Helen Rose’s Outdoor Diary: West Island Way Completed

signpost isle of bute

West Island Way – November, 2023

Island of Bute

I had previously done most of the West Island Way in Bute staying over a weekend  I had the opportunity to complete the Way as a day walk with the Glasgow Ramblers 

The Isle of Bute, Eilean Bhòid or An t-Eilean Bòdach, known as Bute  is an island in the Firth of Clyde in Scotland. It is divided into highland and lowland areas by the Highland Boundary Fault. Bute’s resident population was 6,498 in 2011, a decline of just over 10% from the figure of 7,228 recorded in 2001 against a background of Scottish island populations as a whole growing by 4% to 103,702 for the same period .The name “Bute” is of uncertain origin but could be Old Irish meaning fire, perhaps in reference to signal fires.  This reference to beacon fires may date from the Viking period, when the island was probably known to the Norse as Bót.

West Island Way

Wemyss Bay Station

Opened in September 2000, this long distance way marked path was the first on a Scottish island and encompasses some of the finest walking on the Island of Bute. For more detail visit the West Island Way website. It is not to be confused with the West Highland Way. To travel to Bute, we took the train from Glasgow to Wemyss Bay where we caught the ferry over to Bute. I love Wemyss Bay Station which is a glass covered arcade with a wooden floor down to the ferry and it dates back to 1865 . We travelled by bus from the ferry terminal at Rothesay to Kilchattan Bay in the south of the island. The bus calls in at Mount Stuart House which is well worth a visit.


Beach Walk

This was a circular walk and started from Kilchattan Bay along a good path passing an interesting rock with a cave underneath. There is a story that back in the 1970’s a tramp from the island made his home in the cave and would be spotted regularly picking up supplies in Rothesay before heading back to his low rent accommodation..The path becomes very stony and care has to be taken in walking.  We pass by Rubh an Eun lighthouse perched on the edge of a rocky promontory on  Bute’s south east corner and stop for a coffee break at Glencallum Bay. The bay is now deserted but there are the stone remains of an old inn which once served islanders and maybe even the ramblers of the day!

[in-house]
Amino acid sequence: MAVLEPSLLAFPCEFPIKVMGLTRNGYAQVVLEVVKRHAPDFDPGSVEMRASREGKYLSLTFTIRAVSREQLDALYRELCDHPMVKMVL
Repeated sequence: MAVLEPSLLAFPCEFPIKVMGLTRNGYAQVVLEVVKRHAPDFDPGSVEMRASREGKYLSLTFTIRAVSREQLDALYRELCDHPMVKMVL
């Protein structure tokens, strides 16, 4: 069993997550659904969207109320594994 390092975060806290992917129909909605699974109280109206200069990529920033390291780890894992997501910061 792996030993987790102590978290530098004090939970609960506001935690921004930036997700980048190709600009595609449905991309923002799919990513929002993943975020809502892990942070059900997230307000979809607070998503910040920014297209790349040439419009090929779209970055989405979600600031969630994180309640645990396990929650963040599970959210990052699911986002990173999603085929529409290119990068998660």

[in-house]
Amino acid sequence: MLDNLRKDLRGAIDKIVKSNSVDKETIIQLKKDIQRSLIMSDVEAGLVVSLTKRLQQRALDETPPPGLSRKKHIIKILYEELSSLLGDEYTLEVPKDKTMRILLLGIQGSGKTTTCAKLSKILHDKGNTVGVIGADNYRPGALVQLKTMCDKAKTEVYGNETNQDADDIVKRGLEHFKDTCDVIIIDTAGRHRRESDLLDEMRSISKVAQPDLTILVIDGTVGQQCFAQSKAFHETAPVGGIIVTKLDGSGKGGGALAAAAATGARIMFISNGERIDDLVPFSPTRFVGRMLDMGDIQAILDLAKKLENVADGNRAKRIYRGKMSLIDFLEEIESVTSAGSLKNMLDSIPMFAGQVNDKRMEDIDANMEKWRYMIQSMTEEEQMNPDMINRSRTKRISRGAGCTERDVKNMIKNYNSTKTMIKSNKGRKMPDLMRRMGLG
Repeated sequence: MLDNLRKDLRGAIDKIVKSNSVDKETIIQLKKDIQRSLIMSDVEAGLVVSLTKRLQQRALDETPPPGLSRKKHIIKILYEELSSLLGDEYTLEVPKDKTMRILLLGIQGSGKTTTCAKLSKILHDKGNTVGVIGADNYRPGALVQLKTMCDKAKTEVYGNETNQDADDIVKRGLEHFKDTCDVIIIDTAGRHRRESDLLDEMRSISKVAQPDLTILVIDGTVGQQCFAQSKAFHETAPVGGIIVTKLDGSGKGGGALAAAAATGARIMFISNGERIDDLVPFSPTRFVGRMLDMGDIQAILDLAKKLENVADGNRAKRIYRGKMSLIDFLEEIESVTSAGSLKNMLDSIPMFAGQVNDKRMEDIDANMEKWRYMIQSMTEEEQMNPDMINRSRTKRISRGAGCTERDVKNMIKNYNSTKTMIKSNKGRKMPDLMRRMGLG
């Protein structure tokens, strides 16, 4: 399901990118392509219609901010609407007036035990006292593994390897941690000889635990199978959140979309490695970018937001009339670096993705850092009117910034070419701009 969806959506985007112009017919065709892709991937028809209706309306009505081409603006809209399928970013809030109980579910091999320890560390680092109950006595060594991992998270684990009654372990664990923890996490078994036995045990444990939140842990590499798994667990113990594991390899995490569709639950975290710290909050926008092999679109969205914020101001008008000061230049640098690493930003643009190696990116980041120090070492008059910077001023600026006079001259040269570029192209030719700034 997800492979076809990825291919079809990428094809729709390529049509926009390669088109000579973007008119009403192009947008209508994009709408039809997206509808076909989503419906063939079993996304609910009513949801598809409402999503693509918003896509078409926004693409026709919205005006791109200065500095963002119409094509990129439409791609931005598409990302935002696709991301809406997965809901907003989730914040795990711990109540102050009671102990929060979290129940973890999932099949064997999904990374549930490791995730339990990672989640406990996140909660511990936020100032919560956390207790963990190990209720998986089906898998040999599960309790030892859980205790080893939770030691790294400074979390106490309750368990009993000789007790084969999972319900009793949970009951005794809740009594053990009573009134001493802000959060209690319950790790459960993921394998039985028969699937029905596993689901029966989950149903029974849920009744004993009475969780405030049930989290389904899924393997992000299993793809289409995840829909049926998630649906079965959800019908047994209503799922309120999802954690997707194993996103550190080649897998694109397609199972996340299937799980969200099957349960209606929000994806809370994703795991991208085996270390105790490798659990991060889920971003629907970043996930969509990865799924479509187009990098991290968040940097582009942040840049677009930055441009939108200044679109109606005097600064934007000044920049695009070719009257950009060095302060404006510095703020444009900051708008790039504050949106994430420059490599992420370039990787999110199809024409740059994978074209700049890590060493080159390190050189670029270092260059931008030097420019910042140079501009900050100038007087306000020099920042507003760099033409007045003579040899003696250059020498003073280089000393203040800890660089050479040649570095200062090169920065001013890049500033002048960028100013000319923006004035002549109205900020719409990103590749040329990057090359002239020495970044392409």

St Blane’s Church

Suitably fortified after our refreshment stop, we headed uphill on a path eventually reaching St Blane’s Church and stones. When you arrive at the 12th century ruins, the atmospheric nature of the location becomes apparent. It is the perfect place for lunch and a chance to inspect the site and its gravestones one of which is a hog back stone placed for a Viking settler. Just as the lunch boxes came out the rain came down but it was only a 10 minute shower and we then had time to inspect the ruins and stones. Imagine the monastic life at a church founded on one of the earliest Christian sites in Scotland. St Blane’s Church has its roots in a monastery founded here in the AD 500s. This was the home of St Blane, ‘fair Blaan of Ceen Garad (Kingarth)’ who may have been buried here on his death.

The structures on this site belong to two eras: that early Christian monastery, abandoned during Viking raids around AD 790, and a later parish church, built in the 1100s and in use until the Protestant Reformation of 1560. The churchyards contain a number of weathered grave slabs including a distinctive hogsback gravestone from the time when Bute was part of the Norse Empire. The remains of a well and the foundations of a manse which was in use until 1587 can also be seen.

Kilchattan Bay

We walked from the church along a good grassy path looking out to sea and then through a grove of very high ferns. There has been a problem this year in Scotland with ticks as their bites can cause Lyme Disease so the tick must be removed swiftly. Walking through high bracken, care should be taken to cover exposed skin. We walked round some fields in farmland and then descended a very slippery muddy path where I slid but very gracefully! We reached Kilchattan Bay and made for the café for very welcome ice creams and coffee. We took the bus back to Rothesay to catch the ferry and then the train back to Glasgow. It was a long day but well worth the effort  and length of travelling to walk on Bute.

A very big thankyou to Terry for organising and leading the walk and for giving me the anecdotes for this blog.

Coming Attractions; Langholm and Hampshire.

Helen Rose: Outdoor Diary – Langholm.
Helen Rose's Outdoor Diary: East Neuk, Fife

This section: Helen Rose Hillwalking Diary

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